What if things go wrong at the event or activity? Bend to a stop and get off as soon as it starts to feel bad and you have that "Uh-oh" thought. The idea is to feel when things are just starting to go wrong, like your horse getting tense and distracted, and you feel a little tight. Act right then. Of course you will always make sure you are well warmed up on the ground so your horse is calm, connected and responsive before you mount up.
What else do you have to prepare for? It’s important to know what kind of situation you are preparing for. In this way you can tailor the exercises to more accurately simulate and prepare for them:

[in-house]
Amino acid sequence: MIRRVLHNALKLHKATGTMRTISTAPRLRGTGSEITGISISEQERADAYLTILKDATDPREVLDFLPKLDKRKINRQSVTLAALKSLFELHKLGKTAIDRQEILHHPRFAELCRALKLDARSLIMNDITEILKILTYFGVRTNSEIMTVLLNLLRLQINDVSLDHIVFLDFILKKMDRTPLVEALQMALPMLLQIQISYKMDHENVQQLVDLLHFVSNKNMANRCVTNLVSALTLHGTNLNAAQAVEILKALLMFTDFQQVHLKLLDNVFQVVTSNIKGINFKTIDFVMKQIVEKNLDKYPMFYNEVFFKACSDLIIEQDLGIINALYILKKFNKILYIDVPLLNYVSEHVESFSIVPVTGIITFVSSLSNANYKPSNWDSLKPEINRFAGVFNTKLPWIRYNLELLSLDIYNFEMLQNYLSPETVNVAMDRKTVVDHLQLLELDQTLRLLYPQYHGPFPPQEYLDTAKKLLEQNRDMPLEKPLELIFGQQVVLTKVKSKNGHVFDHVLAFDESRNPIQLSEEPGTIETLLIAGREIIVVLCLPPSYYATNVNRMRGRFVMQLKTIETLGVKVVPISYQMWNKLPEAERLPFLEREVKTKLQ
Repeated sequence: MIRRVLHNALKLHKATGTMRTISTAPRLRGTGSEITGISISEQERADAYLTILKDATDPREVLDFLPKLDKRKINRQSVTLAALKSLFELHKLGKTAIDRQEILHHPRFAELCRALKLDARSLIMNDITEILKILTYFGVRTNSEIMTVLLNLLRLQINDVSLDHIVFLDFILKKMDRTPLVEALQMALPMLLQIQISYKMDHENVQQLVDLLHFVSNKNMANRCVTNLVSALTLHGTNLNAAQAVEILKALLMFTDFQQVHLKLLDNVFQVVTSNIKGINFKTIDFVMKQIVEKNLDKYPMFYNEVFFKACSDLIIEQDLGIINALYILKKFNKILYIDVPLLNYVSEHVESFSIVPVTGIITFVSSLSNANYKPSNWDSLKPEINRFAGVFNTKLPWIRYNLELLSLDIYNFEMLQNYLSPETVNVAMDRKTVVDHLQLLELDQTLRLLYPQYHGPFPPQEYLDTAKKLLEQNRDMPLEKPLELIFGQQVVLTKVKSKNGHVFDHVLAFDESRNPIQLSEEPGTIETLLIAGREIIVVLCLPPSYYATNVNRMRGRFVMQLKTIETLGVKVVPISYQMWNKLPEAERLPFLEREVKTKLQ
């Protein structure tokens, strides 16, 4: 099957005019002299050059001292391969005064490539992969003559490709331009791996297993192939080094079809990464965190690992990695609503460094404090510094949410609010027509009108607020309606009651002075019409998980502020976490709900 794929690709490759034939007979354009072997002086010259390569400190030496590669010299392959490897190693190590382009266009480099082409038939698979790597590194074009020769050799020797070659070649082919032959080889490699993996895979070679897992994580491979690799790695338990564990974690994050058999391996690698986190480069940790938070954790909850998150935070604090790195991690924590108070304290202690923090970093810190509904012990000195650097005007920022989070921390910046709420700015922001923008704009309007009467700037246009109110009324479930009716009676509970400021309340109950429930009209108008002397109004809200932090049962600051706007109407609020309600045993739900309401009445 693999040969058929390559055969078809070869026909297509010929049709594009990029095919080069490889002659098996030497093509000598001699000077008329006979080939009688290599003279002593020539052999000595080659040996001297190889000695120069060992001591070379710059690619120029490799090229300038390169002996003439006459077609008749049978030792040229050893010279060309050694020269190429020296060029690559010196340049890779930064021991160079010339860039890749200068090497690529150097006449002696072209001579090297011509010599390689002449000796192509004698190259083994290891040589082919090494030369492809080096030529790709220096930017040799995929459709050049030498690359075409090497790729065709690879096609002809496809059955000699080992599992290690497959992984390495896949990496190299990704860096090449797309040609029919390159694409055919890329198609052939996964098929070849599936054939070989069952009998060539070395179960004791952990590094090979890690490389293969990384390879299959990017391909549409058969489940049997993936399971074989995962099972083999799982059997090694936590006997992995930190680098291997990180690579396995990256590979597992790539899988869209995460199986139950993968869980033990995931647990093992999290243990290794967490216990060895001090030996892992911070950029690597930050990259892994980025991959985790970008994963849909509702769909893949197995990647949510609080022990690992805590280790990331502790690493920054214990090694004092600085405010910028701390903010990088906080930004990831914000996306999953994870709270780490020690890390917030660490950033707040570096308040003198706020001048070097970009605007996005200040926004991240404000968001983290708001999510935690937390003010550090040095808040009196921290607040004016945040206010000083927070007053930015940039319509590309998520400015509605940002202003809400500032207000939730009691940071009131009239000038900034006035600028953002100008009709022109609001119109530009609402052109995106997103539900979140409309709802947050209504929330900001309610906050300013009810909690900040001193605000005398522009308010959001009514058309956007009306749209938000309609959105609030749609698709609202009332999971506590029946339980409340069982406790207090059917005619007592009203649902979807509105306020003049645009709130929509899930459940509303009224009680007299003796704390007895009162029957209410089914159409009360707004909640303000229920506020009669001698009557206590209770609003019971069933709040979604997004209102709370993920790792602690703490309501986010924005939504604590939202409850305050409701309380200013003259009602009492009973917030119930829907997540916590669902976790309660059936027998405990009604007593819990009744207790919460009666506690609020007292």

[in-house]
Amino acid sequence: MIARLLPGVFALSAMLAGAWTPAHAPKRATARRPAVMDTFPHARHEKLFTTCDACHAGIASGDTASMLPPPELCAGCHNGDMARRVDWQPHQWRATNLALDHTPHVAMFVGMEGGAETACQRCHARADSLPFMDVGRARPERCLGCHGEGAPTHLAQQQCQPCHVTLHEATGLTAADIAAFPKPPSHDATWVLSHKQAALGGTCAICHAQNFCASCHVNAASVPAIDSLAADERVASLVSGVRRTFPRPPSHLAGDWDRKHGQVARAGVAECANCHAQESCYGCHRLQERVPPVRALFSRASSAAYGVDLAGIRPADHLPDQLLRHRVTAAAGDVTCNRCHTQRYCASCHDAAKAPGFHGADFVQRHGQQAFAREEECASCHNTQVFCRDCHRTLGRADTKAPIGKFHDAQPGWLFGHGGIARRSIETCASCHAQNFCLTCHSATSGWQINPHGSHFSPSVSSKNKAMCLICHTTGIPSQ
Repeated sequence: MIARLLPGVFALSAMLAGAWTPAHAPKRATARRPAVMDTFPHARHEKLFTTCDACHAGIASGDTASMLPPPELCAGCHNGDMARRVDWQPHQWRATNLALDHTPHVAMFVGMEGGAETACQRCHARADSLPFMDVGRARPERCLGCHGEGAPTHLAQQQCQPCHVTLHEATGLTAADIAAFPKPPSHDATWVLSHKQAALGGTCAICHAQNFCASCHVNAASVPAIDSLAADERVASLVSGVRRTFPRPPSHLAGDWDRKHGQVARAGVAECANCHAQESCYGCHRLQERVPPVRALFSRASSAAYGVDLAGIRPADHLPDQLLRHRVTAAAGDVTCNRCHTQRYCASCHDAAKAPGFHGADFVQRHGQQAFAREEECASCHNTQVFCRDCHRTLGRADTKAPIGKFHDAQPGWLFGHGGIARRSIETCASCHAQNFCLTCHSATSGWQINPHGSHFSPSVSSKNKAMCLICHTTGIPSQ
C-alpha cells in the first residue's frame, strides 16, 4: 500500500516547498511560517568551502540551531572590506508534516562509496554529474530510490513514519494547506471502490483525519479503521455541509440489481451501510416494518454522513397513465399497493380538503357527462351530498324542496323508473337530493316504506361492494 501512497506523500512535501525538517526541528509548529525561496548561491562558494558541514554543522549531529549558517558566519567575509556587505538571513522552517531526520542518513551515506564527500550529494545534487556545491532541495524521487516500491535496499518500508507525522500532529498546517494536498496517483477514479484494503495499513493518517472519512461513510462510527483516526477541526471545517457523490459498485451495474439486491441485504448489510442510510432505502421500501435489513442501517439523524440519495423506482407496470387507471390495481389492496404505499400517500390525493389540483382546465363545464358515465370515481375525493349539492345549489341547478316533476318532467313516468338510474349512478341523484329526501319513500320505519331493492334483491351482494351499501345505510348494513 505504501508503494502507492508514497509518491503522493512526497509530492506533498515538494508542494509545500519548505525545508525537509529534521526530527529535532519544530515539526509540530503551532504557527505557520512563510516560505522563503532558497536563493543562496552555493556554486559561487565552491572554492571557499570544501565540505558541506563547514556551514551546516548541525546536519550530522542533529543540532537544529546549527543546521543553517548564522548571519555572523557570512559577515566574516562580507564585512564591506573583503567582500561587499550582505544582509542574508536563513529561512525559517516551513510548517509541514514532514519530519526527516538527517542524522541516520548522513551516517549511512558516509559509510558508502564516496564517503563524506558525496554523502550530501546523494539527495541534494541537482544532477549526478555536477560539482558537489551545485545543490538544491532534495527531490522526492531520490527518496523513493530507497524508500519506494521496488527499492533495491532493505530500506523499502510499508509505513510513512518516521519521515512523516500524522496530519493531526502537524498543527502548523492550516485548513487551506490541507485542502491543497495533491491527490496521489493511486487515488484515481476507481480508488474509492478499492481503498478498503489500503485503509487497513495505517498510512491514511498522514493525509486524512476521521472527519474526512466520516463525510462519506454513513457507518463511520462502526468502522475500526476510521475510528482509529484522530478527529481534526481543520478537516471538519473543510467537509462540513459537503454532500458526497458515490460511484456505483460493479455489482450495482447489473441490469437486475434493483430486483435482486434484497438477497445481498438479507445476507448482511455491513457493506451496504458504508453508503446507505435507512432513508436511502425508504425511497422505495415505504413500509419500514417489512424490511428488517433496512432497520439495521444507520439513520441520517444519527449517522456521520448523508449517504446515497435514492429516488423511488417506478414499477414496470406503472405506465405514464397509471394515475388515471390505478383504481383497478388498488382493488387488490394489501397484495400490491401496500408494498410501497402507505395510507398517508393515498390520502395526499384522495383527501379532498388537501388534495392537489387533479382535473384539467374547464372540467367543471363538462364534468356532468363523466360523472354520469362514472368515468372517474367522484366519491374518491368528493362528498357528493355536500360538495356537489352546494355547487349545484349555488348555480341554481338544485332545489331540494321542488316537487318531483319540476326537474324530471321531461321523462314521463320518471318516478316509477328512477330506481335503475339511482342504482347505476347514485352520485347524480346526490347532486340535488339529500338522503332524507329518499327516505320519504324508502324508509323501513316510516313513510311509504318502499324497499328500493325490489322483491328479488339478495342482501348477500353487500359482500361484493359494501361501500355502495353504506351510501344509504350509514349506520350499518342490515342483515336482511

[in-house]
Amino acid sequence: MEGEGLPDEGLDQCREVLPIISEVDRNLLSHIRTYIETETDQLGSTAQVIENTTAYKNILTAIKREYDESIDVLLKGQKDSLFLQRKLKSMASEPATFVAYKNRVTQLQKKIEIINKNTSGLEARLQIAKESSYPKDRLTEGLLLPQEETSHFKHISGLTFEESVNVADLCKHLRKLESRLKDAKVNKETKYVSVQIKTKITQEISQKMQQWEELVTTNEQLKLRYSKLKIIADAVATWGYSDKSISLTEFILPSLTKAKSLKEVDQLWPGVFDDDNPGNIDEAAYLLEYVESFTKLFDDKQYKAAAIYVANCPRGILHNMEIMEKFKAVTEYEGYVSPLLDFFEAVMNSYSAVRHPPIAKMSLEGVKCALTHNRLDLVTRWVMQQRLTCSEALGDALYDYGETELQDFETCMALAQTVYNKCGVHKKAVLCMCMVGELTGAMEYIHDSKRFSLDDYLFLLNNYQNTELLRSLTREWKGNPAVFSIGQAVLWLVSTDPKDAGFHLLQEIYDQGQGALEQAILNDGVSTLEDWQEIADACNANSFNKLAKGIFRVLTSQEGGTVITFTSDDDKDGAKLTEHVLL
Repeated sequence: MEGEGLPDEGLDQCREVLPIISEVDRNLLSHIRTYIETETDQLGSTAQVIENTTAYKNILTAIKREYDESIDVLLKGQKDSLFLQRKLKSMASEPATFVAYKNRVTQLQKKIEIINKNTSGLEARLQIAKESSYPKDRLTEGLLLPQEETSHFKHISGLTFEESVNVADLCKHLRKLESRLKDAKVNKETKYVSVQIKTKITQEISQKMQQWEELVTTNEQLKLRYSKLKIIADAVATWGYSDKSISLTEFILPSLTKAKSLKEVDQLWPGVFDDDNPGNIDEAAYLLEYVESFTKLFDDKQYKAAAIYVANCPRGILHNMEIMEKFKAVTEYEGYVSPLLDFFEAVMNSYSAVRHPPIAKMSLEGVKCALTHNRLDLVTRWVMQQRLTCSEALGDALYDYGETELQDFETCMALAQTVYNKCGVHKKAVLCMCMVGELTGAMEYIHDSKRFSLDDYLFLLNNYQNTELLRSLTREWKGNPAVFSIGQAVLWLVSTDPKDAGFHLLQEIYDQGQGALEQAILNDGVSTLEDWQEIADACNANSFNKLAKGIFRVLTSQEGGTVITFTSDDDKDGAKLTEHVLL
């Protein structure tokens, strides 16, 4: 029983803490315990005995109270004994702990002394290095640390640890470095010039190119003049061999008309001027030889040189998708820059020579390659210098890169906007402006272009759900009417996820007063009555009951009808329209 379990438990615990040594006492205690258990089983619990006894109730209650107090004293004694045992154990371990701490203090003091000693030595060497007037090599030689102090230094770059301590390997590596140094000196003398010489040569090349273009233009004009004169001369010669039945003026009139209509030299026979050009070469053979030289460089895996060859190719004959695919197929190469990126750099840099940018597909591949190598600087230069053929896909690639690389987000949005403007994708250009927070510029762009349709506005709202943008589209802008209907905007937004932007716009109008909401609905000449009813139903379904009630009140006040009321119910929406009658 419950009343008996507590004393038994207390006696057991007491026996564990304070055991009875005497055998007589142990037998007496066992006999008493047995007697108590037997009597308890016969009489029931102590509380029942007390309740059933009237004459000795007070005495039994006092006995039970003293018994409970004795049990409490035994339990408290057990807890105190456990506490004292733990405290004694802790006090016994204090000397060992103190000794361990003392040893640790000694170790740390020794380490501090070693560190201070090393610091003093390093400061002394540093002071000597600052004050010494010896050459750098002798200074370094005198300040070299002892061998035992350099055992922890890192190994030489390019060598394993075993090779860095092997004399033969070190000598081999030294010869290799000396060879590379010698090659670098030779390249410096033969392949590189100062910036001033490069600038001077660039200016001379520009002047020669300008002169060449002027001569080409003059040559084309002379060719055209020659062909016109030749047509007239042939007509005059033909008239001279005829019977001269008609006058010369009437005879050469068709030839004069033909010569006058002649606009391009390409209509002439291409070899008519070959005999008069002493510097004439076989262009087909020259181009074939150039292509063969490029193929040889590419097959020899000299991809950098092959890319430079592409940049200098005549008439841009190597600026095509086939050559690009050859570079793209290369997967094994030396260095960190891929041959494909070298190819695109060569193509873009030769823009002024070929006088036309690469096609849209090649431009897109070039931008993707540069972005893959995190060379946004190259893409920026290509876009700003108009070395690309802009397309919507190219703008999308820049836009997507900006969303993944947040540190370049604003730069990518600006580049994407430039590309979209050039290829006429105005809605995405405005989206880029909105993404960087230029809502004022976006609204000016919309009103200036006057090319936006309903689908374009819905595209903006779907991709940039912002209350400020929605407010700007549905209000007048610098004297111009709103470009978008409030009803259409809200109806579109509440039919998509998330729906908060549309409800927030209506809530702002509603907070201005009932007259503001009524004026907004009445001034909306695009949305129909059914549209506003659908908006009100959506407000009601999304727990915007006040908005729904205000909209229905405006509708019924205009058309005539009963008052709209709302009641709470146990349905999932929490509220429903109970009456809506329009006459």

In some of these situations, there will be additional elements such as horses coming too close, cars, wagons, hounds, displays, music, crowds, floats, stressed people, shouting, hurrying, etc. And while not all of us can gather a couple of thousand people or a live band at a moment’s notice, take heart because this is about being able to keep your horse’s attention and connection more than anything else. In simulations, you can just have one person make a commotion and challenge yourself to keep your own focus and calmly, but insistently, keep your horse on a task – getting him to put his feet on a pedestal is a good one to start with. After that, think of the gait you’ll be using when in that situation and over-prepare. If it’s going to be the walk, get to where you can do it at the trot, and so on… and first on the ground.